Nearly two years ago when we moved to Dallas, a friend of mine from overseas asked what I would do about playdates. “What do you mean?” I asked, thinking – what could be so different from Germany? We show up (me with overstuffed diaper bag and sibling in tow, appropriate snacks, a change of clothes, and maybe a cup of coffee for the host mom!!), and let the kids play, right? Well – sort-of. My friend was referring to playdates without mom. Now that my older child was 4 almost 5, she assumed that he’d be invited to parties, and perhaps some after school get-togethers on his own. What she meant was: Was I concerned about gun safety? Would he know what to do if he saw a firearm? If another child showed him one? Would I know what to do or say before I dropped him off? Had I already had a ‘talk’ with my son?
I have to be honest- for about a year- I just didn’t let him go anywhere without me. If he WAS invited somewhere, I tagged along, and I made sure the kids were playing within my sight and never went upstairs to a bedroom or playroom without me.
I know it may be a hard question to think about asking, especially when you feel like you’ve maybe JUST made a new mom-friend whose kid is also nice and gets along with your kid. But I also know that we live in Dallas, Texas. And just by the numbers and data, households here have a higher percentage of legal, firearm owners in them than our former city of residence – Frankfurt, Germany.
Whether it feels strange or straightforward, the facts and figures below are part of the reason why the American Academy of Pediatrics partners with the “Asking Saves Lives” Campaign for gun safety to make sure that where children play, guns are secured:
- 1.7 million American children live in homes with guns that are both loaded and unlocked.
- Every year, nearly 300 children 17 and under gain access to a firearm and unintentionally shoot themselves or someone else — often fatally.
According to the Asking Saves Lives campaign, which has reached over 19 million households to check on gun safety when children are in the home, suggests the most important thing you can do is ASK. Still feel uncomfortable? Here is a sample TEXT message – perhaps the easiest way to face the situation:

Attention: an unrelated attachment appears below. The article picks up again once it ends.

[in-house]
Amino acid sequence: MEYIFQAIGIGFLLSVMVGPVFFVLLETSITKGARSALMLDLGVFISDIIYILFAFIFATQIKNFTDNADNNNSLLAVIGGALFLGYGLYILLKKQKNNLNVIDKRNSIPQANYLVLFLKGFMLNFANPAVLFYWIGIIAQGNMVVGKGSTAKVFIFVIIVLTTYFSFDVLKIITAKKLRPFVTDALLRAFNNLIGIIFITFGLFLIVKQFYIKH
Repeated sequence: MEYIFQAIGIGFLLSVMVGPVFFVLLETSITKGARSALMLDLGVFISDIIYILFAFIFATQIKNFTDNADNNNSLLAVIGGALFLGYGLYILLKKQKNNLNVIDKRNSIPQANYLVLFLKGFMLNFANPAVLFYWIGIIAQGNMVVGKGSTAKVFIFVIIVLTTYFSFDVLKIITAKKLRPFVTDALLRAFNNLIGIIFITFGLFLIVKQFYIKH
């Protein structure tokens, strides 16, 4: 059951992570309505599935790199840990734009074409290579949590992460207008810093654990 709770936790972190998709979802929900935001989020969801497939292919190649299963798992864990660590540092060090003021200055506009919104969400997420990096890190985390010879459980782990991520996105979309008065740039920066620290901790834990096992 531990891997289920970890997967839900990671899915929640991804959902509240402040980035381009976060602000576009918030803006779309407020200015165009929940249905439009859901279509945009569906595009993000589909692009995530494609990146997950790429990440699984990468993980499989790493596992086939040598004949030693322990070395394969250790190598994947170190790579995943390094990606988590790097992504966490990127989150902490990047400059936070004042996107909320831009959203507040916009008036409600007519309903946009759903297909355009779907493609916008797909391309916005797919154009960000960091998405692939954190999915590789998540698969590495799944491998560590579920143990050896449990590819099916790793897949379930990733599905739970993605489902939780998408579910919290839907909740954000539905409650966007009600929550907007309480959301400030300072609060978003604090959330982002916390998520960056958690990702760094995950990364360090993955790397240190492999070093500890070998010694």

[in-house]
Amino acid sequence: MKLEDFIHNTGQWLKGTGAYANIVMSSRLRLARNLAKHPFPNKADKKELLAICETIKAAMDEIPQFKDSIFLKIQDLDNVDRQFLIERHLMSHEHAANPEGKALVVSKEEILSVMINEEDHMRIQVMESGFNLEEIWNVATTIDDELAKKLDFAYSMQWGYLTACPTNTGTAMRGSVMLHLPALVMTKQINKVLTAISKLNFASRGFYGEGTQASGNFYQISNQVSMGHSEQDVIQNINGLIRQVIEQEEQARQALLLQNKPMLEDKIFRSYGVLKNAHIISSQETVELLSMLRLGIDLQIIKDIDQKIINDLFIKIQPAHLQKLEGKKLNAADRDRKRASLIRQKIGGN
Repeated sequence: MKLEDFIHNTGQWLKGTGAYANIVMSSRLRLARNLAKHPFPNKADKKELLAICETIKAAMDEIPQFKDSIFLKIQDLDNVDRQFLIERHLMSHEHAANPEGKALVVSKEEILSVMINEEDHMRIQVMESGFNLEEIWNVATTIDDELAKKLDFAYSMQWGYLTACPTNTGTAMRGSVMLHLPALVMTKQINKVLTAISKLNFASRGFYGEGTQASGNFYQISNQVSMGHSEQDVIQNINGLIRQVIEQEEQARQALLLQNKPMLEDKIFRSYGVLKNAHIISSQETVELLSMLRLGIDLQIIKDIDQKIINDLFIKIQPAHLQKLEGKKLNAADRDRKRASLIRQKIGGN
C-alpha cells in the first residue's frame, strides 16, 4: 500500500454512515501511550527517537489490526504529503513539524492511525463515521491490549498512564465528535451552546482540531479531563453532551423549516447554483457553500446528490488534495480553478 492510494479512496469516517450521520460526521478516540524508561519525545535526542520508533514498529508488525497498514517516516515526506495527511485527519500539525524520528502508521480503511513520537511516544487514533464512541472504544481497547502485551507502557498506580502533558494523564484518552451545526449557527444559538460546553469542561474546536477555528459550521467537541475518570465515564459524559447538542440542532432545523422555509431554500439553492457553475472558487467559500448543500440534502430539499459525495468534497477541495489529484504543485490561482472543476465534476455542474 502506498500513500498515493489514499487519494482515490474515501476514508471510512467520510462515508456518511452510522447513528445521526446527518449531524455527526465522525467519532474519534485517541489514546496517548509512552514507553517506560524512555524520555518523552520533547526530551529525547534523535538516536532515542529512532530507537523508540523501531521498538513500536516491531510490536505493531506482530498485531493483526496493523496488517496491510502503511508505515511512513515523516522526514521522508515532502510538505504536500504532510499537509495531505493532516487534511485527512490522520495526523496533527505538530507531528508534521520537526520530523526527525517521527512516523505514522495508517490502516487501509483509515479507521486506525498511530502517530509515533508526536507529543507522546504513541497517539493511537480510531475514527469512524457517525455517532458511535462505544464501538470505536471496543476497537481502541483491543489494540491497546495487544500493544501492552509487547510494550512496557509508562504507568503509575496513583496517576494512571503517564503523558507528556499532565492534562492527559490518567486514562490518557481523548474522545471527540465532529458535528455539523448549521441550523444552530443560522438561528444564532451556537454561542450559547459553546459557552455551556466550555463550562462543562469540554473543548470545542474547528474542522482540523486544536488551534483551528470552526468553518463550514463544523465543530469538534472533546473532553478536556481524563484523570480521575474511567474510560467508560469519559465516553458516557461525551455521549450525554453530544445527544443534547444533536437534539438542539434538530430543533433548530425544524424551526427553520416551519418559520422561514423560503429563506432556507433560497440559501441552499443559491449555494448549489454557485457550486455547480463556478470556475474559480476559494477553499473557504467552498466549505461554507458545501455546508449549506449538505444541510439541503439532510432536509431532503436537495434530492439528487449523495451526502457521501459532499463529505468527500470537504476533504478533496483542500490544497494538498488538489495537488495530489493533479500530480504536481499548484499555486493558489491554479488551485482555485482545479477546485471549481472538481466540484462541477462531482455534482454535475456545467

“Hey, Max is really looking forward to playing with Henry today! Couple-a-things: He’s not allergic to any foods, they can definitely play outside (sunscreen in his backpack) and could you confirm whether all firearms in your home are safely secured/locked? Thanks and see you at 3:30!”
“Ella is super excited to see Mikayla! Just double checking that it’s ok to send some sweets over to share, and also are there any unlocked firearms in the home? See you at pickup!”
Another gun safety resource that I find useful for older children (pre-teens and teens) in this type of situation is the BESMART campaign, a subset of the Moms Demand Action organization, which is an organization that “supports the Second Amendment but believes that common-sense solutions can help decrease the escalating epidemic of gun violence that kills too many of our children and loved ones every day”.
Being SMART means:
Secure all guns in your home and vehicles
Model responsible behavior around guns
Ask about the presence of unsecured guns in other homes
Recognize the risks of teen suicide
Tell your peers to be SMART
SMART adults can protect vulnerable kids by storing guns locked, unloaded and separately from ammunition, and taking steps to make sure children never get unauthorized access to unsecured guns.
I remember as a new mom I would run every worst-case-terrible scenario in my head with the baby: car seat accidents, strollers unlocking and racing downhill into traffic, a choking baby or a sleep monitor that ran out of batteries while baby got stuck in a swaddle— just lists upon lists of terrible and morbid ‘maybes’ due to postpartum hormones mixed with an extreme lack of sleep. Gun safety at playdates is no longer one of those terrible scenarios for me. I am taking charge with a text, and I’m now in control of this aspect of my children’s safety. I hope that by sharing my story and my initial trepidation at how to approach this situation, I will inspire some of my fellow moms (both transplants and Texans) to send a text for extra safety.